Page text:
Goorevich, a 19-year career Energy official, asked Connery and Oehlbert to “keep in mind” that the no-enrichment-or-reprocessing “language is not in the current U.S.-Taiwan 123 agreement and has not been included [in] recent renewals, such as the U.S.-Australia renewal” (see GSN, Nov. 18, 2010). Additional text was redacted from the released memo because it was said to contain privileged or advisory content.
“I think it’s no problem for my country to follow these provisions, to agree to that, because we have no such facility to reuse fuel” and “no plans to build such a facility,” one Taiwanese government official said this week, declining to be named because of diplomatic sensitivities. “Our government insists on peaceful use of nuclear energy, so we don’t want to raise any proliferation concerns.”
Taiwan operates six nuclear power plants and has pursued the construction of two advanced reactors. The United States has been the sole supplier of atomic technologies and materials to the East Asian state, which derives one-fifth of its electricity from nuclear energy.
The State Department this week would not address questions about the status, content or timing of the anticipated nuclear trade renewal agreement with Taiwan.
Instead, the department issued a statement noting that talks had not yet begun, but owing to Taiwan’s unique diplomatic status, would be conducted between the American Institute in Taiwan and the Taipei Economic and Cultural Representative Office in Washington. These organizations serve as virtual embassies in light of China’s claim of sovereignty over the long-estranged province.
The Taiwanese official said the U.S. government had not yet shared with Taipei its draft language for the forthcoming renewal agreement, pending a White House policy decision on the instances in which it will seek the gold standard worldwide. Washington insiders have told GSN that the policy debate could be resolved at any time, but some have voiced doubt about any public announcement prior to the November presidential election (see GSN, June 14).
That could leave talks with Taiwan hanging for at least another four months.
“After they resolve [the gold-standard question and other] issues, they can issue a draft agreement to us,” the Taiwanese official said.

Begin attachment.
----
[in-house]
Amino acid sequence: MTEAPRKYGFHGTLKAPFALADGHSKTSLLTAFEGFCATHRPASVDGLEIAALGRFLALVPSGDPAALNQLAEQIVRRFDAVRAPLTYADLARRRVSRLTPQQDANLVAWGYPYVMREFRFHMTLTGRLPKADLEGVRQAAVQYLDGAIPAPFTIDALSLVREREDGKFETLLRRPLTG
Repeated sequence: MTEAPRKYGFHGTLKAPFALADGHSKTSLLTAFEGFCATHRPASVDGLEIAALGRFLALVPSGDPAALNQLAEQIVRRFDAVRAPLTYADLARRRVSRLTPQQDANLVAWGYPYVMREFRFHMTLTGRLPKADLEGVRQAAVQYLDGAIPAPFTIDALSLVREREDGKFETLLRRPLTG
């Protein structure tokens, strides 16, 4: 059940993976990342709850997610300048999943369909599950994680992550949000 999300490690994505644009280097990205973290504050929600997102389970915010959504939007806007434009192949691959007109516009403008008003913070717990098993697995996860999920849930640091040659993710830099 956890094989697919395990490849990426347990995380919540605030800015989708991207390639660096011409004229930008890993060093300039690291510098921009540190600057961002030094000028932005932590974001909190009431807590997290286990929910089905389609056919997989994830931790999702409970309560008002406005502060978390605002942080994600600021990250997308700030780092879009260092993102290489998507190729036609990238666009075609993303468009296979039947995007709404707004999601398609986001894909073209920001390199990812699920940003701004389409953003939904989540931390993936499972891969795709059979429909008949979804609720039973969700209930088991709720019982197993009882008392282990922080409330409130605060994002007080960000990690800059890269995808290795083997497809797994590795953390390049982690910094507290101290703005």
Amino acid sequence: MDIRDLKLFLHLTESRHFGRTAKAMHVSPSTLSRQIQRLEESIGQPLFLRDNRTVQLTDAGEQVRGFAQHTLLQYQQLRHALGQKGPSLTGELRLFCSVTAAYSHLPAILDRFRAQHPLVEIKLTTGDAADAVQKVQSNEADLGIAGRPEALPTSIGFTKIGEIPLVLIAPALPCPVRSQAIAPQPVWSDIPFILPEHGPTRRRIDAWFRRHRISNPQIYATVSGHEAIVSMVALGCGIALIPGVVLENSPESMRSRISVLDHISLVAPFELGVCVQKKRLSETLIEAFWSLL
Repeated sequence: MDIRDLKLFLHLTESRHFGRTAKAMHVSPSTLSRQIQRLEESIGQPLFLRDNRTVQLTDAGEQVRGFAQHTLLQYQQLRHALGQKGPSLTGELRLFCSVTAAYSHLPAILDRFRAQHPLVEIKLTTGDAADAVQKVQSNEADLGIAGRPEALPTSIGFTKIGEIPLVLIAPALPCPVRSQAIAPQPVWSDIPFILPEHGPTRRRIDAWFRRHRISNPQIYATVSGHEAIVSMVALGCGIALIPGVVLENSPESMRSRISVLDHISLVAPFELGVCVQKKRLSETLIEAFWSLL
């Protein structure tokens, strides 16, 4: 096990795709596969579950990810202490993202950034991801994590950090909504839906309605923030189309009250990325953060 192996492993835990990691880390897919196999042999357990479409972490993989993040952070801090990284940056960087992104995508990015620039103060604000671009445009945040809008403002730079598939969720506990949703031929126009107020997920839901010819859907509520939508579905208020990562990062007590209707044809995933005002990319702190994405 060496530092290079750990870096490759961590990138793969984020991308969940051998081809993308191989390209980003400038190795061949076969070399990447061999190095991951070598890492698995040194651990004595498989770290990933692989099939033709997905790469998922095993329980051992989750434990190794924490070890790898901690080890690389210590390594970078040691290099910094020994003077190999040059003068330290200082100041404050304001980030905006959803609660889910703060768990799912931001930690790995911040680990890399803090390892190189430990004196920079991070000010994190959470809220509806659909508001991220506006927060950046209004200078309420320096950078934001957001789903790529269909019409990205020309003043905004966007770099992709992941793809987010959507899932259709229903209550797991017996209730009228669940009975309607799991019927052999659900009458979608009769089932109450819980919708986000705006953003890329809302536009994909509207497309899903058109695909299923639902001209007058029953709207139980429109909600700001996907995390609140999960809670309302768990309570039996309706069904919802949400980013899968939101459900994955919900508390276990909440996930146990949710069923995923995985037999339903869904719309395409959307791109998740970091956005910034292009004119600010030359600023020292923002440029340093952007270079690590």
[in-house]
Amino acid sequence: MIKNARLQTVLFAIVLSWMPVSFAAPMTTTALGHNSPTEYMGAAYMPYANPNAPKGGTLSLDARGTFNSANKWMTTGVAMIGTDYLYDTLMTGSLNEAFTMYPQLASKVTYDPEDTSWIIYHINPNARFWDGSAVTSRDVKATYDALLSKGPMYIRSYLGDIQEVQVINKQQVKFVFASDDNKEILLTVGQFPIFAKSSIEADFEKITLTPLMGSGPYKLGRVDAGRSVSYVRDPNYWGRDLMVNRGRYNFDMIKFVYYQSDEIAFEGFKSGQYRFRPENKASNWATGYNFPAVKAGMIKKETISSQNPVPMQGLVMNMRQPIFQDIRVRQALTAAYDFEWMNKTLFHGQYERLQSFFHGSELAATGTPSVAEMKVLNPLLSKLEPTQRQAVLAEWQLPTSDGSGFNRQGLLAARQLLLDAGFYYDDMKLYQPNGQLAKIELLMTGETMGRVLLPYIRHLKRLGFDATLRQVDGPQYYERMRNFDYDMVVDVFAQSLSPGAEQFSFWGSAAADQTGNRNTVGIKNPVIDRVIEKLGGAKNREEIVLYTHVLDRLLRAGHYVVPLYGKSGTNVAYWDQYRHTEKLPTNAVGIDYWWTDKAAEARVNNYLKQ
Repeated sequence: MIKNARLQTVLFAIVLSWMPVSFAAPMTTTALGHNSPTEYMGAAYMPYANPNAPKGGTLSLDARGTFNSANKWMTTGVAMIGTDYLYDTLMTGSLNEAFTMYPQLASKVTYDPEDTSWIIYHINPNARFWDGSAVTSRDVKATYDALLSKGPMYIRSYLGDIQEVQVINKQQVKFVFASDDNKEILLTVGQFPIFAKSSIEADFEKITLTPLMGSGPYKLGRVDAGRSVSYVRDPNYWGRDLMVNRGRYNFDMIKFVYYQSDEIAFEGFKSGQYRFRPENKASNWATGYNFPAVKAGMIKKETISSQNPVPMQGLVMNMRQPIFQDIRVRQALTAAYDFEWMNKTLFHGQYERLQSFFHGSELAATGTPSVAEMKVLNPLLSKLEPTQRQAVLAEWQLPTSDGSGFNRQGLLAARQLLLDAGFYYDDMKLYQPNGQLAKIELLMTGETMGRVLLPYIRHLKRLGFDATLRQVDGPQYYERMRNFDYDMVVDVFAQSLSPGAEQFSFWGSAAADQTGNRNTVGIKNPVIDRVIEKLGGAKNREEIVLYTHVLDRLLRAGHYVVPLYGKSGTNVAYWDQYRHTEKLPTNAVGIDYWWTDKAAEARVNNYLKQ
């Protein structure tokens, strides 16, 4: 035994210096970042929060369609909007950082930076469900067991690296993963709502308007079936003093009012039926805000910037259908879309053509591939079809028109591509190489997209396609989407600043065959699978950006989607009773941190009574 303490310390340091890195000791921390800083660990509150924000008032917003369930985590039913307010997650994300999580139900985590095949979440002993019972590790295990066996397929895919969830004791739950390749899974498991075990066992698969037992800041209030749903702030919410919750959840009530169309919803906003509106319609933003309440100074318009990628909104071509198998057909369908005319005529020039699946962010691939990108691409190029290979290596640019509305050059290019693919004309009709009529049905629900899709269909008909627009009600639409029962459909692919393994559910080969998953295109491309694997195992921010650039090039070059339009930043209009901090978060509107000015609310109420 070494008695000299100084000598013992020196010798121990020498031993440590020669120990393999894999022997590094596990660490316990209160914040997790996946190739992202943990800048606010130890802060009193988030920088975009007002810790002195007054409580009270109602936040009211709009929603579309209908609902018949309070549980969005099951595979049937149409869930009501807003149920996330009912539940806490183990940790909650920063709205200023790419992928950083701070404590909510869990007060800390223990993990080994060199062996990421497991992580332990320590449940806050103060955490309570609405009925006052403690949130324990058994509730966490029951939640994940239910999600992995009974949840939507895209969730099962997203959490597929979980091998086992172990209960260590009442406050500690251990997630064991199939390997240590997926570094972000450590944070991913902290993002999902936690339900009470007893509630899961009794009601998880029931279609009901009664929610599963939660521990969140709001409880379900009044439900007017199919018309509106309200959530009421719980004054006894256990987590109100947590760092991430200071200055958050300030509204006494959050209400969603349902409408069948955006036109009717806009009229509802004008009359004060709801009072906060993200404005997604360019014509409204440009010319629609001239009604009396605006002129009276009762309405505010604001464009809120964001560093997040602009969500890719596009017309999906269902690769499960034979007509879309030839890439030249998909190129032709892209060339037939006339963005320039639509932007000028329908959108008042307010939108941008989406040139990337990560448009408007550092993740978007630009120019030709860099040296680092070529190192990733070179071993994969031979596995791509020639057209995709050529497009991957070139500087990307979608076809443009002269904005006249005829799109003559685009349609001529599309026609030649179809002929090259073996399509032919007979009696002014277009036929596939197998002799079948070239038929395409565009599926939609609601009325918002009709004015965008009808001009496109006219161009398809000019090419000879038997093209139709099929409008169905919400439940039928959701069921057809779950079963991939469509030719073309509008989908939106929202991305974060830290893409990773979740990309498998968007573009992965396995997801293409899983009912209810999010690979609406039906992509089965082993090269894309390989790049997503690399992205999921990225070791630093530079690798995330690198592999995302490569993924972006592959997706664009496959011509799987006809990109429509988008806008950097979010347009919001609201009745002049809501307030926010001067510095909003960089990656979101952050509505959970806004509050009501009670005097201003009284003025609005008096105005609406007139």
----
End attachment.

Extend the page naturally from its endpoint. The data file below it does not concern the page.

Another question is the duration of the replacement accord, the official said. Taiwan is open to the idea of signing an agreement without an expiration date, meaning that its new nonproliferation pledge could be in force indefinitely. While a pact with unlimited duration in this instance might lend reassuring predictability to both the nuclear industry and nonproliferation advocates, it was unclear whether the administration would agree to it, Washington sources said.
Internal Obama administration dissent over the nuclear trade negotiating policy goes back to fall 2010, when Poneman, the Energy deputy, squared off with then-Deputy Secretary of State James Steinberg (see GSN, Jan. 25, 2011).
Steinberg, who subsequently left the government in July 2011, is reported to have argued that advocating for the gold standard around the world would help Obama honor his 2009 pledge in Prague to pursue “an end to the dedicated production of weapons-grade materials.”
Poneman’s view, echoed by U.S. industry advocates, is said to been that demanding a gold-standard promise could alienate partner nations. Rather than agree to Washington’s terms, such interlocutors could easily send their business to international competitors that impose fewer restrictions on nuclear sales, including Russia and France.
One interagency compromise that appeared to gel over the past year was to maintain the gold standard in the Middle East, where the United Arab Emirates retains a right to withdraw its pledge if a U.S. pact with another country in the region allows that partner to reprocess or enrich.